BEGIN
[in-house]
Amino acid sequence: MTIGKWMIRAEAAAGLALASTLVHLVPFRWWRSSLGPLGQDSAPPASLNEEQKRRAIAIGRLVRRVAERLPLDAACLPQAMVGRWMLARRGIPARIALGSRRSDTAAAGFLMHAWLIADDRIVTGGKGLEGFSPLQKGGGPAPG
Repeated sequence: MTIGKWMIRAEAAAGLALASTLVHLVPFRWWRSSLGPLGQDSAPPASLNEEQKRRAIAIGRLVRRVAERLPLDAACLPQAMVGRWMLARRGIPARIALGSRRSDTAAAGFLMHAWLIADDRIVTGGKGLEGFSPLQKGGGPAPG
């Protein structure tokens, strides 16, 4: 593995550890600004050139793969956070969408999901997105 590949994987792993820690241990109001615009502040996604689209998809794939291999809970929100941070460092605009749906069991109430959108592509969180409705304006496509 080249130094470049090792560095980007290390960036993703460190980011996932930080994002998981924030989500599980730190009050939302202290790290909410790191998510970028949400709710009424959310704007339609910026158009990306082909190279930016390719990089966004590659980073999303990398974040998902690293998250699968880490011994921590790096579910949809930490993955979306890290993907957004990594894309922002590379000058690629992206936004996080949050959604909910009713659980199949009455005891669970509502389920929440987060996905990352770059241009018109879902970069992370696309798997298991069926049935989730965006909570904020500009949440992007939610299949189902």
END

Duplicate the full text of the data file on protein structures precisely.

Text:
[in-house]
Amino acid sequence: MTIGKWMIRAEAAAGLALASTLVHLVPFRWWRSSLGPLGQDSAPPASLNEEQKRRAIAIGRLVRRVAERLPLDAACLPQAMVGRWMLARRGIPARIALGSRRSDTAAAGFLMHAWLIADDRIVTGGKGLEGFSPLQKGGGPAPG
Repeated sequence: MTIGKWMIRAEAAAGLALASTLVHLVPFRWWRSSLGPLGQDSAPPASLNEEQKRRAIAIGRLVRRVAERLPLDAACLPQAMVGRWMLARRGIPARIALGSRRSDTAAAGFLMHAWLIADDRIVTGGKGLEGFSPLQKGGGPAPG
């Protein structure tokens, strides 16, 4: 593995550890600004050139793969956070969408999901997105 590949994987792993820690241990109001615009502040996604689209998809794939291999809970929100941070460092605009749906069991109430959108592509969180409705304006496509 080249130094470049090792560095980007290390960036993703460190980011996932930080994002998981924030989500599980730190009050939302202290790290909410790191998510970028949400709710009424959310704007339609910026158009990306082909190279930016390719990089966004590659980073999303990398974040998902690293998250699968880490011994921590790096579910949809930490993955979306890290993907957004990594894309922002590379000058690629992206936004996080949050959604909910009713659980199949009455005891669970509502389920929440987060996905990352770059241009018109879902970069992370696309798997298991069926049935989730965006909570904020500009949440992007939610299949189902």